When it comes to the subject of city workers taking liberties with city resources, 2020 brought good news: City Controller Ron Galperin’s Fraud, Waste, and Abuse unit saw 15 percent fewer complaints than it did during the previous year.
Yet take that with a grain of salt the size of a politician’s lectern: The FWA crew still fielded 460 calls about alleged contract bid rigging, payroll fraud, and other financial shenanigans—and this was with most city employees distanced from their coworkers due to the pandemic. The tally is down from the 543 complaints the year before, but it still registers as the second-highest total since 2010.
That is one of the juicy items revealed in “On the Lookout,” an annual report digging into fiscal and other misdeeds that Galperin’s office recently released. While not quite a Tom Clancy page-turner, it reveals a plethora of intriguing data, case studies, and the occasional “whoda thunk?” moment regarding what people try to get away with.
A good starting point is the raw number: In the report Galperin said the record complaint level in 2019 was a result of city employees receiving enhanced training about what constitutes malfeasance. In fact, what the numbers in the last two years may actually indicate is how much chicanery was previously being missed. In 2016 the FWA unit reported receiving just 173 complaints, and the following year the figure landed at 223. That’s a two-year total of 396, compared to 1,003 in 2019 and 2020. It either means city workers became a lot shiftier or the reporting mechanism simply improved.
Speaking of reporting mechanism, when it comes to tattling, the people speaking up don’t want others to know. Maybe there’s a “snitches get stitches” fear in the city workforce, but “On the Lookout” reveals that nearly two-thirds of the complaints were submitted anonymously. Additionally, 96 percent of the reports came in through the department’s “Fraud Hotline,” either on the web or the phone (866-428-1514).
It is worth noting that a minority of the calls about suspected nefarious activity led to direct action from Galperin’s office. When a report comes in, his team does an initial review. Sometimes this propels a formal FWA investigation, and other times it is kicked over to law enforcement or a different city department, as occurred with complaints about phone scammers posing as utility workers (a case for the DWP or LAPD). On other occasions an allegation simply doesn’t hold water. The report notes, “If the complaint is based solely on the reporter’s opinion, or the reported risk has been addressed through a city policy change, the case will be closed with no further action.”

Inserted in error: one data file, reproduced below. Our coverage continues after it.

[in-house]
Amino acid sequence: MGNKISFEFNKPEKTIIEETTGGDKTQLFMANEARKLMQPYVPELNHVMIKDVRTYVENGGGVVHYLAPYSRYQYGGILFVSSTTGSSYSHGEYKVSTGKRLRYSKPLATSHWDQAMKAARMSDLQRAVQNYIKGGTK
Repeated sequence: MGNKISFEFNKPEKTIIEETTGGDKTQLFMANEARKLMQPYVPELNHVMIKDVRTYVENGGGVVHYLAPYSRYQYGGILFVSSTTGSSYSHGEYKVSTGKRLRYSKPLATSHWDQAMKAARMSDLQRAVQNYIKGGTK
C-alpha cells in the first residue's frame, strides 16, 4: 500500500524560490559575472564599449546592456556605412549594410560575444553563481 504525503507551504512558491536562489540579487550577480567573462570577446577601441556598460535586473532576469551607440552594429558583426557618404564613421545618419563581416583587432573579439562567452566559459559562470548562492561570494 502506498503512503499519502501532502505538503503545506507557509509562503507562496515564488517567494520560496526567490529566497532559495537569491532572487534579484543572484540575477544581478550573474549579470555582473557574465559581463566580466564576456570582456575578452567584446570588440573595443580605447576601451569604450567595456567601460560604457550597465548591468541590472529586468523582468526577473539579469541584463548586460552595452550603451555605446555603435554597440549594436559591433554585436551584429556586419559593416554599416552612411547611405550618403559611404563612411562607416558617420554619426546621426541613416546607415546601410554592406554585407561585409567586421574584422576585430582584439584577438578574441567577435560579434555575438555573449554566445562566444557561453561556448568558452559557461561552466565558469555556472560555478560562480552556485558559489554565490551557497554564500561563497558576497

Of the 460 calls last year, 161 were deemed “actionable” cases for either Galperin’s squad or an outside unit. Of these, 45 involved the DWP, making it by far the department most often under the microscope. Another 15 complaints mentioned the LAPD, 12 targeted the Bureau of Sanitation and 11 cited the Fire Department.
A total of 494 cases were closed last year (the number includes some 2019 holdovers). Again, not every closure means someone was punished, but “On the Lookout” found that 19 percent of the finished cases involved an alleged waste of city resources, 17 percent concerned suspected time theft, and another 17 percent alleged contractor fraud.
The most intriguing section of the report describes the outcomes of a handful of cases. It details Bureau of Sanitation employees who inappropriately received a cumulative $209,000 in overtime pay over three years; the tip came in via the FWA hotline, and according to the report, “The employees entered into repayment agreements which are currently pending as their union is negotiating on their behalf.”
Another Bureau of Sanitation employee was found to have been violating guidelines by covering an ex-spouse for health and dental benefits on a city insurance plan. The worker was ordered to pay back $63,000, equal to the amount of 14 years of premiums for the former spouse, according to the report. The unnamed worker resigned shortly after the investigation ended.
Sometimes the tips uncovered not illegal activity, but just rampant waste, as with the revelation that an inefficient Fire Department permitting process was causing long customer wait times and, perhaps more importantly, resulting in hundreds of thousands of dollars in lost revenue. There were also cases of misuse of authority, among them an unidentified Los Angeles World Airports director who lost their job after a scheme involving an employee was brought to light. “The investigation revealed that the director failed to protect City assets, engaged in outside business with the employee who was under their supervision, and violated other Department policies,” the report declared.
Other cases seem minor, but show that eagle eyes are watching. A Bureau of Street Services worker was disciplined for using someone else’s parking key card in an attempt “to circumvent the City’s parking waitlist.” A Zoo employee may have been surprised to be busted for driving a city-owned vehicle to lunch with co-workers. “The City has a strict policy on the appropriate use of City vehicles,” the report says.
If there is one certainty regarding the future, it is that in the wake of high-profile FBI investigations into City Hall, attempts are underway to make more people better watchdogs willing to speak out. The report states that an updated version of the online training for fraud, waste and abuse was sent to city departments earlier this year, and all municipal employees were expected to complete the training by April 1.
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